Palestinians try procedure to prevent anti-Hamas resolution in UN

Haley: If UN does not condemn Hamas, ‘its lack of credibility will speak for itself’

US Ambassador to the United Nations Nikki Haley speaks to the General Assembly before a vote in the General Assembly June 13, 2018 in New York.  (photo credit: DON EMMERT / AFP)
US Ambassador to the United Nations Nikki Haley speaks to the General Assembly before a vote in the General Assembly June 13, 2018 in New York.
(photo credit: DON EMMERT / AFP)
A majority of countries were expected to support a UN General Assembly resolution condemning Hamas on Thursday, but it was not clear whether the motion would be adopted by the world body because of a last-minute procedural move by the Palestinians to demand that it pass by a two-thirds majority.
Israel’s ambassador to the UN Danny Danon told The Jerusalem Post prior to the vote – which took place after the Post went to print – that the American-sponsored resolution had the votes to pass by a simple majority.
Danon said the Palestinian demand for the resolution to pass by a two-thirds margin shows their level of concern at the precedent of the UN General Assembly – which is widely viewed as their “home court” – passing a resolution against them.
A vote on whether to necessitate a two-thirds majority was to precede the vote on the actual resolution itself.
Danon said that the Palestinian Authority enlisted Iran and Turkey in recent days to pressure other countries not to support the motion.
This pressure, he said, included threats of economic retaliation against countries not voting against the resolution. He did not give any specifics, but added that the Arab League was also enlisted to lobby against the motion.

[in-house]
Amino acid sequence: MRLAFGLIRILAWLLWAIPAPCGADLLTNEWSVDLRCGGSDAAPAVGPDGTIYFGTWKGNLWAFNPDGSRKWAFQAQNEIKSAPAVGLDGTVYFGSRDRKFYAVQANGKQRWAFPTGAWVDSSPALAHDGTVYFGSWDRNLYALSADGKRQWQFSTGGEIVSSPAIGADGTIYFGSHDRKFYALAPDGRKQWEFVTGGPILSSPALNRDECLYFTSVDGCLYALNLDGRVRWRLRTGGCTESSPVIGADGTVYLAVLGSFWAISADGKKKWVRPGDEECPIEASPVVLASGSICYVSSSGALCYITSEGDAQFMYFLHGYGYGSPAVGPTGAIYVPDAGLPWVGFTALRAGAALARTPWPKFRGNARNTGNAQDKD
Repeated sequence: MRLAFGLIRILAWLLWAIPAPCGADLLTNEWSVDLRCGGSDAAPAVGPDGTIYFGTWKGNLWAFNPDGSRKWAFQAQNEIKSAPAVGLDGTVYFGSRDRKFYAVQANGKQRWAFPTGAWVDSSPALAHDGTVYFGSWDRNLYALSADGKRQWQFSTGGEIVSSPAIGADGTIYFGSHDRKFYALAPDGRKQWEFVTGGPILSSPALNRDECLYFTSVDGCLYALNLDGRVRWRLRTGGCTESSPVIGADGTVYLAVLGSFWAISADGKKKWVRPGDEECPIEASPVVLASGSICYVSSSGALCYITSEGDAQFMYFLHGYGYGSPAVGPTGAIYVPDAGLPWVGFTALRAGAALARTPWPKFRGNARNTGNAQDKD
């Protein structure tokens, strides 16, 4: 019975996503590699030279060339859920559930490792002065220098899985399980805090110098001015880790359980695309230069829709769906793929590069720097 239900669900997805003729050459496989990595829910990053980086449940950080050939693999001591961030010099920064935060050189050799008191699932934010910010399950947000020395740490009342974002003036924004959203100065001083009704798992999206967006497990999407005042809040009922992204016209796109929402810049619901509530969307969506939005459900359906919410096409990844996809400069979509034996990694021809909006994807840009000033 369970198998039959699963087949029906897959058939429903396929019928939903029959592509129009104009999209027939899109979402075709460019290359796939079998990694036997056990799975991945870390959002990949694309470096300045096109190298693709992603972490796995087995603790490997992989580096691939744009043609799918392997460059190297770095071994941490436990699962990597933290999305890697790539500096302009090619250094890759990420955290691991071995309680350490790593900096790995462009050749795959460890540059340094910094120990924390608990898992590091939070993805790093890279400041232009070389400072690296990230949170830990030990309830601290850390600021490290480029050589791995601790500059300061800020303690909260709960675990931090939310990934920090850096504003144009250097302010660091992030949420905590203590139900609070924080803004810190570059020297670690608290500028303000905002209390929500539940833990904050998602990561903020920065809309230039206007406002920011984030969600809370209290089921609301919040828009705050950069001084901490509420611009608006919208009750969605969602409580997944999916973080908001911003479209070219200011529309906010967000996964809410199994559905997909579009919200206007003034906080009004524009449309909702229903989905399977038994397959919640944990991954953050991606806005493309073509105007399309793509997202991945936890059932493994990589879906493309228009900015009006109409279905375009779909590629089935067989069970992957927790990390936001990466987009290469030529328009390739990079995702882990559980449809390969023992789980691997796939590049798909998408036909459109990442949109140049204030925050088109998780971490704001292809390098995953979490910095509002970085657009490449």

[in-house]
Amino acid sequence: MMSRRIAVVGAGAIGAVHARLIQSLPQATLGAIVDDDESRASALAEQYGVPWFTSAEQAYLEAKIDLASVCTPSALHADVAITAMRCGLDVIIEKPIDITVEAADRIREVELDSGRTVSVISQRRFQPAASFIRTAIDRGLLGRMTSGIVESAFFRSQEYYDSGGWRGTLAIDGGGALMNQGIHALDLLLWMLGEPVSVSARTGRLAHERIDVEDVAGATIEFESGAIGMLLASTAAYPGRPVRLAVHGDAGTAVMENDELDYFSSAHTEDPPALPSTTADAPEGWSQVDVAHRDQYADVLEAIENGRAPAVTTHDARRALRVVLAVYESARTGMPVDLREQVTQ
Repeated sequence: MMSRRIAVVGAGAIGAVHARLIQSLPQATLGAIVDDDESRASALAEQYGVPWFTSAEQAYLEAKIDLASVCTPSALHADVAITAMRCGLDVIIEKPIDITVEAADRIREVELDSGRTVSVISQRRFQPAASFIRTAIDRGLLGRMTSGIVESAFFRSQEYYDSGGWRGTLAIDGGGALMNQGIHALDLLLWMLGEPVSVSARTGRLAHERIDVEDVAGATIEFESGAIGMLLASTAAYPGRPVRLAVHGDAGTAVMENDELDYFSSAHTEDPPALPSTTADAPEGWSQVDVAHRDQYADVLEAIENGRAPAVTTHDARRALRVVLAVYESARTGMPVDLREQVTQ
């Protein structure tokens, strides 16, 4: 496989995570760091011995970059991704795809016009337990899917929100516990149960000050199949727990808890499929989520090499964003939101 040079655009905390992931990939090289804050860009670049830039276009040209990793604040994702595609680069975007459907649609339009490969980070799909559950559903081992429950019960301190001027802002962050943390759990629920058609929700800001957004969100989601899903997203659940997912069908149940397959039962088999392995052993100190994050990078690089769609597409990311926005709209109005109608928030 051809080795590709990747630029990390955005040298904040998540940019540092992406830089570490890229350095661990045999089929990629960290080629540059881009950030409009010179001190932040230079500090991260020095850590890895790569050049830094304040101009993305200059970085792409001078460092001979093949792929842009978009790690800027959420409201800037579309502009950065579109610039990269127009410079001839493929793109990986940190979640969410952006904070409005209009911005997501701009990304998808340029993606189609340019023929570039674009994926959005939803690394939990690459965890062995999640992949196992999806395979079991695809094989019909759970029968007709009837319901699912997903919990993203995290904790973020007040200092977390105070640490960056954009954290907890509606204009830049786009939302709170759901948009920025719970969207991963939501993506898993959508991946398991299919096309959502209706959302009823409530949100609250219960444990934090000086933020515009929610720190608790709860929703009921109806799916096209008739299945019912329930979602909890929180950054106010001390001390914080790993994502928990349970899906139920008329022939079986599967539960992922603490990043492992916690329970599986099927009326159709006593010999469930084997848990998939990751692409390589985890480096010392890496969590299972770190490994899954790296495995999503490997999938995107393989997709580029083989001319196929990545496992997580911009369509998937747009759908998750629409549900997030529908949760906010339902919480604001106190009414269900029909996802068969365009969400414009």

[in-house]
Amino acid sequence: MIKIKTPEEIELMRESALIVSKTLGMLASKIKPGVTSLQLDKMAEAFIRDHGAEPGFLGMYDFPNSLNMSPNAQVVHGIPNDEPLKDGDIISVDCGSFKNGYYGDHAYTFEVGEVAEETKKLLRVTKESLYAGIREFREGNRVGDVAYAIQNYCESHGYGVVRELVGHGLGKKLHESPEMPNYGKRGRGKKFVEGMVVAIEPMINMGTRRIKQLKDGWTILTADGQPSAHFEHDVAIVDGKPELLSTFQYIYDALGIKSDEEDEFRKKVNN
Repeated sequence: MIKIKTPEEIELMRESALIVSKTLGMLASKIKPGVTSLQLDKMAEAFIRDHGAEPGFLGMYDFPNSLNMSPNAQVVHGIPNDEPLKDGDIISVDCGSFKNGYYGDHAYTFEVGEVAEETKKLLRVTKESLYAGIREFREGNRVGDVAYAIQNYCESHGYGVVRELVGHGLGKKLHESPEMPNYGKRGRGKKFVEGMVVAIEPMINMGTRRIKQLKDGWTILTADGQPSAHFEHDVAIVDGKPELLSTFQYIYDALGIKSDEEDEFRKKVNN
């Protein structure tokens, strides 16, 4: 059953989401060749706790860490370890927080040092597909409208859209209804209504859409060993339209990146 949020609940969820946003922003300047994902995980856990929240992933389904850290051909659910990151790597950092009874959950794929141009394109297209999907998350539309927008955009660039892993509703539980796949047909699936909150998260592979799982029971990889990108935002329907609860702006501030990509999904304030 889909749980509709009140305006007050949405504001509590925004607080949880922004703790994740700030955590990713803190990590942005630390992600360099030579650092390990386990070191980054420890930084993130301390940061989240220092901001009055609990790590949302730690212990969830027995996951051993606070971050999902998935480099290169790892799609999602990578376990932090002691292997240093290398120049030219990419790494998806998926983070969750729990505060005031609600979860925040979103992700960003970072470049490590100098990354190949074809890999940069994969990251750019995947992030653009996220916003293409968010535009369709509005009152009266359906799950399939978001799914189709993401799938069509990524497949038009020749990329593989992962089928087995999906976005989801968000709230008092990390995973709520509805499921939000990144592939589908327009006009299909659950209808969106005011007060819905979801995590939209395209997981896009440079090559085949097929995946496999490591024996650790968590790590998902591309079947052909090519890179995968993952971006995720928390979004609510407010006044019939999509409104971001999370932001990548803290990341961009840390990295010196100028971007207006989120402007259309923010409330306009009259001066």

“I spoke to one government head who said he got telephone calls pressuring him from Iran, and the Arab League,” Danon said. “Iran and Turkey have influence in certain regions.”
Danon said he has had discussions with some of the Arab ambassadors in the UN, and they are unhappy with the support Hamas is getting from Tehran, and the fact that the PA is cooperating with Iran, seen by some of these countries – such as Saudi Arabia – as their mortal enemy.
“But, having said that, in a public vote on this matter it will be difficult for them to support a resolution against Hamas, even though I know what they really think,” he said.
Danon said there has been a great deal of cooperation with the US in capitals around the world to mobilize support for the measure.
Prior to the vote, US Ambassador to the UN Nikki Haley tweeted that “this afternoon, the UN will vote on a US resolution that asks a simple question: do countries support Hamas’s terrorism, or don’t they? The UN has a chance to condemn Hamas for the first time. If the UN fails to do so, its lack of credibility will speak for itself.”
Last June, 62 countries voted for a US-backed amendment condemning Hamas, 58 opposed it and 42 abstained.
The amendment in June was to a resolution that condemned Israel for the Gaza violence and called for protection for the Palestinian civilian population. The amendment garnered a majority, but failed to pass because it did not pass the two-thirds threshold.
Thursday’s resolution condemned Hamas for “repeatedly firing rockets into Israel and for inciting violence, thereby putting civilians at risk,” and demanded that Hamas, Palestinian Islamic Jihad and other militant actors “cease all provocative actions and violent activity, including by using airborne incendiary devices.”
It also condemned Hamas for the use of resources “to construct military infrastructure, including tunnels to infiltrate Israel and equipment to launch rockets into civilian areas, when such resources could be used to address the critical needs of the civilian population.”
The resolution also encouraged “tangible steps towards intra-Palestinian reconciliation, including support of the mediation efforts of Egypt, and concrete steps to reunite the Gaza Strip and the West Bank under the Palestinian Authority and ensure its effective functioning in the Gaza Strip.”